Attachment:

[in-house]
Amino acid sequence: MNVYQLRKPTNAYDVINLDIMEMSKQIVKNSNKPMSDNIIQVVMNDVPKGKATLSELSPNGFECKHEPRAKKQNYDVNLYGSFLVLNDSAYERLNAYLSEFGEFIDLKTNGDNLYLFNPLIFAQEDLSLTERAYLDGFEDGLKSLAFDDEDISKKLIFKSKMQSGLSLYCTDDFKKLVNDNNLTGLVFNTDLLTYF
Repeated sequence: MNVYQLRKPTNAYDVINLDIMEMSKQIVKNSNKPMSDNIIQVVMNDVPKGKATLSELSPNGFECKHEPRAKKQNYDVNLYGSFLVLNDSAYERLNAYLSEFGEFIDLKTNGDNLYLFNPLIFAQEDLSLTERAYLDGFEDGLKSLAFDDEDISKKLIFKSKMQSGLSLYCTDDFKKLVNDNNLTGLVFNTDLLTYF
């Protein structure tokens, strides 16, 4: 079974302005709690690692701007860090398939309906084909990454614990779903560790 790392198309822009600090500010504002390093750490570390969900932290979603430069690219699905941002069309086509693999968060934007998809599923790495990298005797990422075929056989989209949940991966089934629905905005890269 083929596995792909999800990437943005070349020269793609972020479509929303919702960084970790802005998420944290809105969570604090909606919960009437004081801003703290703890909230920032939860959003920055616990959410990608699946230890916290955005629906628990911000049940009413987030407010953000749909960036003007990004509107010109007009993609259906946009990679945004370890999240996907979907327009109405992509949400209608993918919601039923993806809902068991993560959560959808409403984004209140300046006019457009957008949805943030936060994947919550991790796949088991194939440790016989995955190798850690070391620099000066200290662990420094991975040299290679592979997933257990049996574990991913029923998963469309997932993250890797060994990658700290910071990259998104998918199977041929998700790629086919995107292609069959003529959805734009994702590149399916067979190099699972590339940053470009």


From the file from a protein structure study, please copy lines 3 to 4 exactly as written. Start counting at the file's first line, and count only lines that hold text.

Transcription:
Repeated sequence: MNVYQLRKPTNAYDVINLDIMEMSKQIVKNSNKPMSDNIIQVVMNDVPKGKATLSELSPNGFECKHEPRAKKQNYDVNLYGSFLVLNDSAYERLNAYLSEFGEFIDLKTNGDNLYLFNPLIFAQEDLSLTERAYLDGFEDGLKSLAFDDEDISKKLIFKSKMQSGLSLYCTDDFKKLVNDNNLTGLVFNTDLLTYF
């Protein structure tokens, strides 16, 4: 079974302005709690690692701007860090398939309906084909990454614990779903560790 790392198309822009600090500010504002390093750490570390969900932290979603430069690219699905941002069309086509693999968060934007998809599923790495990298005797990422075929056989989209949940991966089934629905905005890269 083929596995792909999800990437943005070349020269793609972020479509929303919702960084970790802005998420944290809105969570604090909606919960009437004081801003703290703890909230920032939860959003920055616990959410990608699946230890916290955005629906628990911000049940009413987030407010953000749909960036003007990004509107010109007009993609259906946009990679945004370890999240996907979907327009109405992509949400209608993918919601039923993806809902068991993560959560959808409403984004209140300046006019457009957008949805943030936060994947919550991790796949088991194939440790016989995955190798850690070391620099000066200290662990420094991975040299290679592979997933257990049996574990991913029923998963469309997932993250890797060994990658700290910071990259998104998918199977041929998700790629086919995107292609069959003529959805734009994702590149399916067979190099699972590339940053470009």